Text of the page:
In recent years online social networks have become increasingly prominent in political campaigns and, concurrently, several countries have experienced shock election outcomes. This paper proposes a model that links these two phenomena. In our set-up, the process of learning from others on a network is influenced by confirmation bias, i.e. the tendency to ignore contrary evidence and interpret it as consistent with one's own belief. When agents pay enough attention to themselves, confirmation bias leads to slower learning in any symmetric network, and it increases polarization in society. We identify a subset of agents that become more/less influential with confirmation bias. The socially optimal network structure depends critically on the information available to the social planner. When she cannot observe agents' beliefs, the optimal network is symmetric, vertex-transitive and has no self-loops. We explore the implications of these results for electoral outcomes and media markets. Confirmation bias increases the likelihood of shock elections, and it pushes fringe media to take a more extreme ideology.
Fines and progressive ideology promote social distancing (with Darija Barak and Edoardo Gallo, Draft date: September 2021)
Governments have used social distancing to stem the spread of COVID-19, but lack evidence on the most effective policy to ensure compliance. We examine the effectiveness of fines and informational messages (nudges) in promoting social distancing in a web-based interactive experiment conducted during the pandemic on a near-representative sample of the US population. Fines promote distancing, but nudges only have a marginal impact. Individuals do more social distancing when they are aware they are a superspreader. Political ideology also has a causal impact -- progressives are more likely to practice distancing, and they are marginally more responsive to fines.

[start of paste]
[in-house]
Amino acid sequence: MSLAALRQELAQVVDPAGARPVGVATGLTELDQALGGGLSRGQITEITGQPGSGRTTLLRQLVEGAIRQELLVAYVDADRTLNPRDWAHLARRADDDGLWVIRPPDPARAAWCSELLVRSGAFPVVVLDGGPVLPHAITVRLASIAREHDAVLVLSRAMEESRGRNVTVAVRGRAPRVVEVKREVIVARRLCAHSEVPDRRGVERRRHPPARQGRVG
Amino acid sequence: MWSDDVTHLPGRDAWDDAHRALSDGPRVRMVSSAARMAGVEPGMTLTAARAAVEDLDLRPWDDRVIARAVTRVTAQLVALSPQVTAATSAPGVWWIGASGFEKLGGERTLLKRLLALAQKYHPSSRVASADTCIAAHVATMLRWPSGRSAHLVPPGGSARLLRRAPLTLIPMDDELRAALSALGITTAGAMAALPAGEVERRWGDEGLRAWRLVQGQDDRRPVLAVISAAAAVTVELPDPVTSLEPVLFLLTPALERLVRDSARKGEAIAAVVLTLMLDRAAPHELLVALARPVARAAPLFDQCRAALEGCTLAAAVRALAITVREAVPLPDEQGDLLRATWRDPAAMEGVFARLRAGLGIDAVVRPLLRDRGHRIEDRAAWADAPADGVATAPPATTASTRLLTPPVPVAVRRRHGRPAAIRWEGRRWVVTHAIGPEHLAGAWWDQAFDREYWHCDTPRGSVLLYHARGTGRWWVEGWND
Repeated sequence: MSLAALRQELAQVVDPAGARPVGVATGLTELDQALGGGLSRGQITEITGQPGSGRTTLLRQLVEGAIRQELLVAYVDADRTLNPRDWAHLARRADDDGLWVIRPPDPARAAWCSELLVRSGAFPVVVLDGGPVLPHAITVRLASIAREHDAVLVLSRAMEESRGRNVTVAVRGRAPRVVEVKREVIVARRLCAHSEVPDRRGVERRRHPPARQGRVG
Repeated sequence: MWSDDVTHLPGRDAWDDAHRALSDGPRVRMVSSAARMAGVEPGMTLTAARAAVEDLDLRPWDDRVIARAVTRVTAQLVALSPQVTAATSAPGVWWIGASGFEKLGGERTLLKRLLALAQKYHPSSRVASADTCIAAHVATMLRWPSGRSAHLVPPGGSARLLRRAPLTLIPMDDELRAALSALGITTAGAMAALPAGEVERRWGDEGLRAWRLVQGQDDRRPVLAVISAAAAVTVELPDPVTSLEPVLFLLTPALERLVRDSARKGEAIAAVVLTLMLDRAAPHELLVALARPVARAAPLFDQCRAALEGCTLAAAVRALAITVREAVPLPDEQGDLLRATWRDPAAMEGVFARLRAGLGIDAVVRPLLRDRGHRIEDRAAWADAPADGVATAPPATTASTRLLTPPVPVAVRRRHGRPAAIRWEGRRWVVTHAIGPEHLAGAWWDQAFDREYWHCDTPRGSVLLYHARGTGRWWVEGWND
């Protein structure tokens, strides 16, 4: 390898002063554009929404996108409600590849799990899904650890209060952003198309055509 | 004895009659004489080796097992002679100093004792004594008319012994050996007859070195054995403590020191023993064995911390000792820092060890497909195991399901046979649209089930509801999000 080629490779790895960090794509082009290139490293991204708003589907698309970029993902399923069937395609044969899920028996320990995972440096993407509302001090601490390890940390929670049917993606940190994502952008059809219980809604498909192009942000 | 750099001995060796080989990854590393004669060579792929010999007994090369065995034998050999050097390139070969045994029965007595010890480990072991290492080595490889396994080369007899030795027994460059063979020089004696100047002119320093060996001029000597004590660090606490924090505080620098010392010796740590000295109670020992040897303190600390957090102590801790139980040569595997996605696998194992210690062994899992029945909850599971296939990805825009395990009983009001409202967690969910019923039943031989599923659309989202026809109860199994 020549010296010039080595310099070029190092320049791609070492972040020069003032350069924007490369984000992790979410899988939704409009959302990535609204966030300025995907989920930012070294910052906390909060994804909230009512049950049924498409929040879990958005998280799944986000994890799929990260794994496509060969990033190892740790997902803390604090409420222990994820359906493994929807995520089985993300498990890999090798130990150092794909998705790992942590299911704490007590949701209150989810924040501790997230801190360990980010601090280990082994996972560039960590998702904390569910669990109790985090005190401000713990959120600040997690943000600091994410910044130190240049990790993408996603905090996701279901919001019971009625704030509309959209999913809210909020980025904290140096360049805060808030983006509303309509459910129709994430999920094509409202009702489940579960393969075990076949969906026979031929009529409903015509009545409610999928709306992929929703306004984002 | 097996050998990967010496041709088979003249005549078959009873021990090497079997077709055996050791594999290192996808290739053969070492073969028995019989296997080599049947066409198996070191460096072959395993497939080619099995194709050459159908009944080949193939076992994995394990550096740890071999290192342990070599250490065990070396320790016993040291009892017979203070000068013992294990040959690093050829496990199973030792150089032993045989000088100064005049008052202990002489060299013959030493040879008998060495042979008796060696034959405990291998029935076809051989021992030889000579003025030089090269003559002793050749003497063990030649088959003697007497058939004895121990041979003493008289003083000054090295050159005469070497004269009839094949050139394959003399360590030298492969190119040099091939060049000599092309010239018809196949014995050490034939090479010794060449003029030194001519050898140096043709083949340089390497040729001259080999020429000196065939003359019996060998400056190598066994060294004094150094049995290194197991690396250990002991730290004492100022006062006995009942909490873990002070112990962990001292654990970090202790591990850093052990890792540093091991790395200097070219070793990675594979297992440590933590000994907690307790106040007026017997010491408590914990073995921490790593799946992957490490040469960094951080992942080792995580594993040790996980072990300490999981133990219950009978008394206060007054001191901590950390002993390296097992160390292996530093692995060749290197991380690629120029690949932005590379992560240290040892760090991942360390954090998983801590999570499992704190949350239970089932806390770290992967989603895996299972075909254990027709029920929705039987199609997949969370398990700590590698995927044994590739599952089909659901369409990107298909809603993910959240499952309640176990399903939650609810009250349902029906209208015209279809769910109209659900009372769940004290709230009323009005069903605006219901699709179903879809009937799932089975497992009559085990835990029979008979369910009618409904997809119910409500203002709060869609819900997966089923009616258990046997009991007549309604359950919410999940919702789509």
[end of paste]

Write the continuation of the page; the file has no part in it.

The economic and health impacts of contact tracing and quarantine programs (with Darija Barak and Edoardo Gallo, Draft date: September 2022)
Contact tracing and quarantine programs have been one of the leading Non-Pharmaceutical Interventions against COVID-19. Some governments have relied on mandatory programs, whereas others embrace a voluntary approach. However, there is limited evidence on the relative effectiveness of these different approaches. In an interactive online experiment conducted on 731 subjects representative of the adult US population in terms of sex and region of residence, we find there is a clear ranking. A fully mandatory program is better than an optional one, and an optional system is better than no intervention at all. The ranking is driven by reductions in infections, while economic activity stays unchanged. We also find that political conservatives have higher infections and levels of economic activity, and they are less likely to participate in the contact tracing program.
Teaching Associate, Selwyn College, Queens' College: 2021-2023
Supervisor, IIA (2nd year undergraduate) microeconomics, variously; Selwyn, Queens', Christ's, & Lucy Cavendish colleges: 2020-2023
Supervisor, undergraduate dissertation (senior thesis), King's college: 2022-23
Supervisor, IIB (3rd year undergraduate) political economy, Faculty of Economics: 2021-2022, Teaching Fellows prize
Teaching Assistant, MPhil microeconomics, Faculty of Economics: 2021-2022, Postgraduate Teaching Award
Undergraduate admissions interviewer, Queens' college: 2020-2023
Supervisor, Economics Bridging Course, Christ's, Gonville & Caius, and King's colleges: 2021